A Neuroscientist, Data Scientist, and Three Undergrads Log onto a Zoom Call: Crossing Boundaries With Interdisciplinary Research

The conclusion of an interview with Dr. Cameron about effectively communicating your data and telling a story!
Just like in my research, I try to incorporate as many elements as possible into my videos to make things interesting: here I explain correlation by tying in firetrucks, ice cream, and Nicholas Cage

When I first learned about the idea of community research, my initial understanding was that a summer fellowship in this field meant undergoing an intensive study of Pittsburgh history. While a project like this would no doubt be the recipe for a summer well spent, under the guidance of the amazing faculty at the Pitt Honors College, I came to the realization that community research was a fluid and flexible field, where all disciplines were welcome and the only limitations were your imagination. Rather than cataloguing the past, this summer I learned that community research is about building towards the future, bridging the distance between a University and its surrounding communities to make the world a better place. By leveraging the resources of a tier one research institution and combining these strengths with the strengths of local organizations, the paradigms of research are changed, and its public understanding is turned from abstraction to action. 

The interdisciplinary, diverse, and dynamic nature of community research is on full display within my team this summer at Pittsburgh DataWorks. Consisting of a professional data scientist, a University of Pittsburgh professor of neuroscience, and three undergraduate Pitt students representing three different schools (Arts and Sciences, Computing and Information, and Engineering), every team member brings their own unique background and skill set. While it may seem like these differences would make it harder for a team to communicate and get on the same page, this summer I have found the differences of our team to be one of our greatest strengths. The first reason for this is that by having such a wide base of knowledge, we are all able to cover more ground and get more work done. Whether it is Lucas Troy’s coding skills being used to redesign the Pittsburgh DataWorks website, Dr. Cameron’s mastery of effective communication that she uses to provide feedback on our presentations, or Brian Macdonald’s incredible knowledge of data analysis techniques that lets him guide myself and Tony in our projects, we are able to play to each other’s strengths and pursue projects where everyone can excel. This is also displayed in the deliverables that are being made for Pittsburgh DataWorks, a video series, data manual, and redesigned website. Just as the people making them have different strengths and preferences for communication, the people ultimately using them will be a diverse group of high school students who learn and interpret information in different ways. By providing as many options as possible, we hope to give all a chance to learn and excel.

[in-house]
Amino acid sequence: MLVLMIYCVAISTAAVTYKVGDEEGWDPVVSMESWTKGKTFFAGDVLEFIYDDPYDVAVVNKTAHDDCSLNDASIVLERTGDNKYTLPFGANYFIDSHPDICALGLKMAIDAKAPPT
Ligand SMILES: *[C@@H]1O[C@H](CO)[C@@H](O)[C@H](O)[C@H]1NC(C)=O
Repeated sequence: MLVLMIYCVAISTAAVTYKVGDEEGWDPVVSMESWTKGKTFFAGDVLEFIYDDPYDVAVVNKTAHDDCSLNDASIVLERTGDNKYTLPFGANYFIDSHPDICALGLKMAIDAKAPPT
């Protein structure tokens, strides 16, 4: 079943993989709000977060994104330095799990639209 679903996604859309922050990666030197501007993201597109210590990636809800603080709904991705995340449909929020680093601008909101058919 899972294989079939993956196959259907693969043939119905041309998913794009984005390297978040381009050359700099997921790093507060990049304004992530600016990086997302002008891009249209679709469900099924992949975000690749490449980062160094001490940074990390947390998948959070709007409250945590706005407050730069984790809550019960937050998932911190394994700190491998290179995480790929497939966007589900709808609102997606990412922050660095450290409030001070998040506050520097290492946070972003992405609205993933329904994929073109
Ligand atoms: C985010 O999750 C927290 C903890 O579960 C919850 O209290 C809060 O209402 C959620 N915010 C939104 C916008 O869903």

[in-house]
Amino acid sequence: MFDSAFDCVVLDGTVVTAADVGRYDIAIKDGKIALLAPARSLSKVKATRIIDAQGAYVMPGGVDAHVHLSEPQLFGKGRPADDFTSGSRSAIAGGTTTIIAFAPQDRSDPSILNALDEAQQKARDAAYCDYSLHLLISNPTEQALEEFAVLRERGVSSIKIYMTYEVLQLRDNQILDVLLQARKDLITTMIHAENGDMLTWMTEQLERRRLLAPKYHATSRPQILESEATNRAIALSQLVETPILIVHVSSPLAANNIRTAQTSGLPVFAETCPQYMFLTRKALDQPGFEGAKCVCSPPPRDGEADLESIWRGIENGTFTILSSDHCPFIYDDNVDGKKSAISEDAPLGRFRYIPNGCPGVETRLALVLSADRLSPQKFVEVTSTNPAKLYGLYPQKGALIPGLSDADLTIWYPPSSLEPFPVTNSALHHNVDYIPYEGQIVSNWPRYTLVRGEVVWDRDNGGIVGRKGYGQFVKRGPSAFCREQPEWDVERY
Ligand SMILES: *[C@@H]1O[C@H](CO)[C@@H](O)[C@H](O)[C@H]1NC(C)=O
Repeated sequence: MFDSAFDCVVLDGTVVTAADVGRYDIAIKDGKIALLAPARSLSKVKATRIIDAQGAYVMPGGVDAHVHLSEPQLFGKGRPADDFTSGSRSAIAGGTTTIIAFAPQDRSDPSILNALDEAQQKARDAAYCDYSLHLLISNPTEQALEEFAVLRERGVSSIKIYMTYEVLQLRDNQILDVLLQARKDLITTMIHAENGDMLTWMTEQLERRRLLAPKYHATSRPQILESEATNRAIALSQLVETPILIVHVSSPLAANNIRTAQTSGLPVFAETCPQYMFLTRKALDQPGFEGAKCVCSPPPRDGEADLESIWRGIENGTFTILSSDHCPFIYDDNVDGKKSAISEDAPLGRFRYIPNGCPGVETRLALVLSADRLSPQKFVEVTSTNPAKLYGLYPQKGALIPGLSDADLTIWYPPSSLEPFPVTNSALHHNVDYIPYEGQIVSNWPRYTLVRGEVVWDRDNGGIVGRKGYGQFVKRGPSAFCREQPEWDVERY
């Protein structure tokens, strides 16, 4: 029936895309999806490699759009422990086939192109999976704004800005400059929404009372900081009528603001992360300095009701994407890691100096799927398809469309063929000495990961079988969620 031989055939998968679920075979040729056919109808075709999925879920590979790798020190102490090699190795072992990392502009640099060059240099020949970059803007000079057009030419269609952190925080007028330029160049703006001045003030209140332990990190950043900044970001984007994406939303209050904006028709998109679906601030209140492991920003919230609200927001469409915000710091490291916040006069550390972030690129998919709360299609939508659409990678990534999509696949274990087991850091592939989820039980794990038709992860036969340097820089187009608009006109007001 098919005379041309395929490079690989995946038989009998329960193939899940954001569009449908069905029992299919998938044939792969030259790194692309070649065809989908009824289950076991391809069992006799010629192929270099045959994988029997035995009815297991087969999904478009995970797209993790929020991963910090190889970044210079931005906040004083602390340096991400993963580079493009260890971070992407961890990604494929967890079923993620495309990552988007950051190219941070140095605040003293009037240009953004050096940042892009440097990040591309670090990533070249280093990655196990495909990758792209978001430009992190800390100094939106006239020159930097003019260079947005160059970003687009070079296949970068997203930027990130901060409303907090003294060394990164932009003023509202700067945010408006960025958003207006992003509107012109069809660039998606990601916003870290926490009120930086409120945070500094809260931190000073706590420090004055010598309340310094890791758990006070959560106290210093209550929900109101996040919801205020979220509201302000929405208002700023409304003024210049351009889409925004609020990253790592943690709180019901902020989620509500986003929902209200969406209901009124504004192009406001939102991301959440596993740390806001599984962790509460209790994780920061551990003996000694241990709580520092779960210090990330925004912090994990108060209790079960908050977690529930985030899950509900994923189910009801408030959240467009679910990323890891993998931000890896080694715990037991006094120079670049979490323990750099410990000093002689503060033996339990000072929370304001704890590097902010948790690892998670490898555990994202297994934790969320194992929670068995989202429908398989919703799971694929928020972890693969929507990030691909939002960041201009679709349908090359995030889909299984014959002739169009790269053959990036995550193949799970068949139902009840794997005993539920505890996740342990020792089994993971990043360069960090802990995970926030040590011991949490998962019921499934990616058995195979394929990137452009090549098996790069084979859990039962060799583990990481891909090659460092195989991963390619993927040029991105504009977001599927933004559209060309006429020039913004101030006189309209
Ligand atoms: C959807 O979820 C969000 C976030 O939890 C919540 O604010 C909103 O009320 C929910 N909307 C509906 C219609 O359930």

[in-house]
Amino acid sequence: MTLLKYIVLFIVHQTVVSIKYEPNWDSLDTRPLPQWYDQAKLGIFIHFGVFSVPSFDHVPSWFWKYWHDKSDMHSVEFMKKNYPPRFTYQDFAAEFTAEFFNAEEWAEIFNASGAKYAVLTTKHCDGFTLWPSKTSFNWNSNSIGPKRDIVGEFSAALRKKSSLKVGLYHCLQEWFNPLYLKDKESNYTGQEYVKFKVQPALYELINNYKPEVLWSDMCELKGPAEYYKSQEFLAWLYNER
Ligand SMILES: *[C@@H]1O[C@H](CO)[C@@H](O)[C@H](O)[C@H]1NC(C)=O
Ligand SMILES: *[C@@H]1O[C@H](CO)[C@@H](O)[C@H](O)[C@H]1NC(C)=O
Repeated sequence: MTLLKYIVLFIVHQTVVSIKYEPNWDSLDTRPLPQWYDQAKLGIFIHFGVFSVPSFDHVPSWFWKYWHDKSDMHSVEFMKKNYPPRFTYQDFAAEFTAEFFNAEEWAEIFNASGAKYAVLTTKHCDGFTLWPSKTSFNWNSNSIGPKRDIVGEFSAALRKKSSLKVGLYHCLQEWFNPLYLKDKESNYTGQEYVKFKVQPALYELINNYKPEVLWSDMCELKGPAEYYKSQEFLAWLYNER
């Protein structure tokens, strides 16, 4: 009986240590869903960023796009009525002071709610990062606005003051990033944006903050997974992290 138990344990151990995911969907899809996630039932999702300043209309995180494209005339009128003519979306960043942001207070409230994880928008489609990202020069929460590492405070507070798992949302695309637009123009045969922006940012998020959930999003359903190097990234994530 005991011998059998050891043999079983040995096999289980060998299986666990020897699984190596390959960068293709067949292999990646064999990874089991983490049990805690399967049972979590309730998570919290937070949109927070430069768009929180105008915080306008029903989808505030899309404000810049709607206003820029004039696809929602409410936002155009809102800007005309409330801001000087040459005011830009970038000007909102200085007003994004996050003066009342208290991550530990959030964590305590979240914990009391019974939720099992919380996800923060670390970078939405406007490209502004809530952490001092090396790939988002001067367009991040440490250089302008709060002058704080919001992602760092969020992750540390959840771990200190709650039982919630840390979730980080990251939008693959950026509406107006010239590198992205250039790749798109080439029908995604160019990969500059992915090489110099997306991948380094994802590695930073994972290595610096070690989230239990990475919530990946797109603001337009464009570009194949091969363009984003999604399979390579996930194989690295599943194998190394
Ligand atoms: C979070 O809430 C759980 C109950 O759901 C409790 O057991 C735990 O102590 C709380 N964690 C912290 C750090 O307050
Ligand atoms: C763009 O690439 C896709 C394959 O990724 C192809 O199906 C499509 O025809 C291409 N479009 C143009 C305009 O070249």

In addition to being logistically advantageous, working across disciplines provides more abstract benefits in the exchange of ideas and feedback. I first came to this realization when I received my first round of feedback on my pilot episode of the Data Diaries, and while reading the comments from Pitt students and proven professionals inside and outside of academia, I thought that I could not have handpicked a better focus group to test out my videos. In addition to ensuring representative feedback, in our weekly meetings, our various backgrounds led to an influx of input from a variety of perspectives. With our target audience being high school students for every Data Jam resource, our community partners frequently asked for the input of Tony, Lucas, and I, as we were closer in age to this demographic. When we presented our ideas, the experience of our mentors came in very handy as they could connect us with the right resources and help us redefine the scope of our projects to be realistically completed within the summer. 

The research cohort within the Honors College is also a testament to the benefits of interdisciplinary research. While hearing about the work of my peers in our weekly meetings, I am continually awestruck and inspired by the incredible work being done to tackle issues like food insecurity, water pollution, media representation, and so much more. Moving forward, I hope to continue crossing fields to cover new ground in future research projects, and crossing boundaries with the amazing insight that this can provide. As we come down the home stretch of the summer, I just wanted to say thanks again to all who are supporting and following along with this project. Be sure to stay tuned for more information about the final deliverables (such as where to watch my completed videos)! As always, don’t hesitate to leave any questions or comments down below.  

One Comment Add yours

  1. staciedow says:

    Awesome post, Jackson! The photos you used above are really great and I’m excited to see some of your videos. (:

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